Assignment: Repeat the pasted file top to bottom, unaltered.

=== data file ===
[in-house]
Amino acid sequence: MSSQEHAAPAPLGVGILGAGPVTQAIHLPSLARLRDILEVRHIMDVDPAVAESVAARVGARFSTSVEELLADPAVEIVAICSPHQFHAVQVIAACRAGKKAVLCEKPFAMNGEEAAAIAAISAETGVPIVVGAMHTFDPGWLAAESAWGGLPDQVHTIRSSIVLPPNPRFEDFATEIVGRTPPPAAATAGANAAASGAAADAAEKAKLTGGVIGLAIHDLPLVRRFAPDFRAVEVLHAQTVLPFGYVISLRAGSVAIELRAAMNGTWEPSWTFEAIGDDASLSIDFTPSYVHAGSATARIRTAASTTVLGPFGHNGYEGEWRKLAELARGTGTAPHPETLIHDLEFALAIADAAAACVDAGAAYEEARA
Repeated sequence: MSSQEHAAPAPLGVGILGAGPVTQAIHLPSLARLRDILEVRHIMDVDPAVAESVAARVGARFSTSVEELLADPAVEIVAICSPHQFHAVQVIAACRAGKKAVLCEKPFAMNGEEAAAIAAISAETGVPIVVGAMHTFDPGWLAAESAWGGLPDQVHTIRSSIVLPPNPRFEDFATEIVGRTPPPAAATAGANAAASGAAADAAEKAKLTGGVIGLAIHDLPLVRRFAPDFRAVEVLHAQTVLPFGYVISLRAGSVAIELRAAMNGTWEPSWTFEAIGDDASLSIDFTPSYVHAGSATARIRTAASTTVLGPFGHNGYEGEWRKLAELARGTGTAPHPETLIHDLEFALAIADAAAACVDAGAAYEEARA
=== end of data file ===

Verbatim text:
[in-house]
Amino acid sequence: MSSQEHAAPAPLGVGILGAGPVTQAIHLPSLARLRDILEVRHIMDVDPAVAESVAARVGARFSTSVEELLADPAVEIVAICSPHQFHAVQVIAACRAGKKAVLCEKPFAMNGEEAAAIAAISAETGVPIVVGAMHTFDPGWLAAESAWGGLPDQVHTIRSSIVLPPNPRFEDFATEIVGRTPPPAAATAGANAAASGAAADAAEKAKLTGGVIGLAIHDLPLVRRFAPDFRAVEVLHAQTVLPFGYVISLRAGSVAIELRAAMNGTWEPSWTFEAIGDDASLSIDFTPSYVHAGSATARIRTAASTTVLGPFGHNGYEGEWRKLAELARGTGTAPHPETLIHDLEFALAIADAAAACVDAGAAYEEARA
Repeated sequence: MSSQEHAAPAPLGVGILGAGPVTQAIHLPSLARLRDILEVRHIMDVDPAVAESVAARVGARFSTSVEELLADPAVEIVAICSPHQFHAVQVIAACRAGKKAVLCEKPFAMNGEEAAAIAAISAETGVPIVVGAMHTFDPGWLAAESAWGGLPDQVHTIRSSIVLPPNPRFEDFATEIVGRTPPPAAATAGANAAASGAAADAAEKAKLTGGVIGLAIHDLPLVRRFAPDFRAVEVLHAQTVLPFGYVISLRAGSVAIELRAAMNGTWEPSWTFEAIGDDASLSIDFTPSYVHAGSATARIRTAASTTVLGPFGHNGYEGEWRKLAELARGTGTAPHPETLIHDLEFALAIADAAAACVDAGAAYEEARA